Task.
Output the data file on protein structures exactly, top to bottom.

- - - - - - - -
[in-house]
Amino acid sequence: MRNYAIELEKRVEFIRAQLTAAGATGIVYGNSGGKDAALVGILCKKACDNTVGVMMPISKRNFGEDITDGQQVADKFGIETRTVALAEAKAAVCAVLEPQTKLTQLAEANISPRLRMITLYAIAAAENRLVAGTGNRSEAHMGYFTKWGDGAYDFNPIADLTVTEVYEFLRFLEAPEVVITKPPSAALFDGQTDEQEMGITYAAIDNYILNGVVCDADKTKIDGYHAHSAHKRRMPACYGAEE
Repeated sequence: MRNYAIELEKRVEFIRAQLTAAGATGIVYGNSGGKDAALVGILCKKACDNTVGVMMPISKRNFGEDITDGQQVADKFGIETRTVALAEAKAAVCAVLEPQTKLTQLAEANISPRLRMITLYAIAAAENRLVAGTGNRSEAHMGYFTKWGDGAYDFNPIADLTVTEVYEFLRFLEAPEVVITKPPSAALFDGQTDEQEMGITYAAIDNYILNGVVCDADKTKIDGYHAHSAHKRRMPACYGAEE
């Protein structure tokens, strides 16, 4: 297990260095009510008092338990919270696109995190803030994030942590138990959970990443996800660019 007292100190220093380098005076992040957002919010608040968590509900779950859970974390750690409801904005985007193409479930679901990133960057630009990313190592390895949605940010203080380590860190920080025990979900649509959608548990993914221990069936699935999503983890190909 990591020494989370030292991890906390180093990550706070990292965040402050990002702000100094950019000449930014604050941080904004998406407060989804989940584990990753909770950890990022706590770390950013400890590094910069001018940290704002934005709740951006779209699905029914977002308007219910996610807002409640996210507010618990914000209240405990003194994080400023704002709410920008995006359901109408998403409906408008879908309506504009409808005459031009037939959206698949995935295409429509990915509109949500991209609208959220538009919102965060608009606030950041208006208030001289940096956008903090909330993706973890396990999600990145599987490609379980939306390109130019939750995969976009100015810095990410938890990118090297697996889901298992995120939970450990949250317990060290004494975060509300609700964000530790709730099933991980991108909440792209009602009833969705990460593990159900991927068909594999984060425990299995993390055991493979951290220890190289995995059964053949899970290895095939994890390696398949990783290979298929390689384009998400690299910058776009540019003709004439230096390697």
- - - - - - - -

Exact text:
[in-house]
Amino acid sequence: MRNYAIELEKRVEFIRAQLTAAGATGIVYGNSGGKDAALVGILCKKACDNTVGVMMPISKRNFGEDITDGQQVADKFGIETRTVALAEAKAAVCAVLEPQTKLTQLAEANISPRLRMITLYAIAAAENRLVAGTGNRSEAHMGYFTKWGDGAYDFNPIADLTVTEVYEFLRFLEAPEVVITKPPSAALFDGQTDEQEMGITYAAIDNYILNGVVCDADKTKIDGYHAHSAHKRRMPACYGAEE
Repeated sequence: MRNYAIELEKRVEFIRAQLTAAGATGIVYGNSGGKDAALVGILCKKACDNTVGVMMPISKRNFGEDITDGQQVADKFGIETRTVALAEAKAAVCAVLEPQTKLTQLAEANISPRLRMITLYAIAAAENRLVAGTGNRSEAHMGYFTKWGDGAYDFNPIADLTVTEVYEFLRFLEAPEVVITKPPSAALFDGQTDEQEMGITYAAIDNYILNGVVCDADKTKIDGYHAHSAHKRRMPACYGAEE
């Protein structure tokens, strides 16, 4: 297990260095009510008092338990919270696109995190803030994030942590138990959970990443996800660019 007292100190220093380098005076992040957002919010608040968590509900779950859970974390750690409801904005985007193409479930679901990133960057630009990313190592390895949605940010203080380590860190920080025990979900649509959608548990993914221990069936699935999503983890190909 990591020494989370030292991890906390180093990550706070990292965040402050990002702000100094950019000449930014604050941080904004998406407060989804989940584990990753909770950890990022706590770390950013400890590094910069001018940290704002934005709740951006779209699905029914977002308007219910996610807002409640996210507010618990914000209240405990003194994080400023704002709410920008995006359901109408998403409906408008879908309506504009409808005459031009037939959206698949995935295409429509990915509109949500991209609208959220538009919102965060608009606030950041208006208030001289940096956008903090909330993706973890396990999600990145599987490609379980939306390109130019939750995969976009100015810095990410938890990118090297697996889901298992995120939970450990949250317990060290004494975060509300609700964000530790709730099933991980991108909440792209009602009833969705990460593990159900991927068909594999984060425990299995993390055991493979951290220890190289995995059964053949899970290895095939994890390696398949990783290979298929390689384009998400690299910058776009540019003709004439230096390697």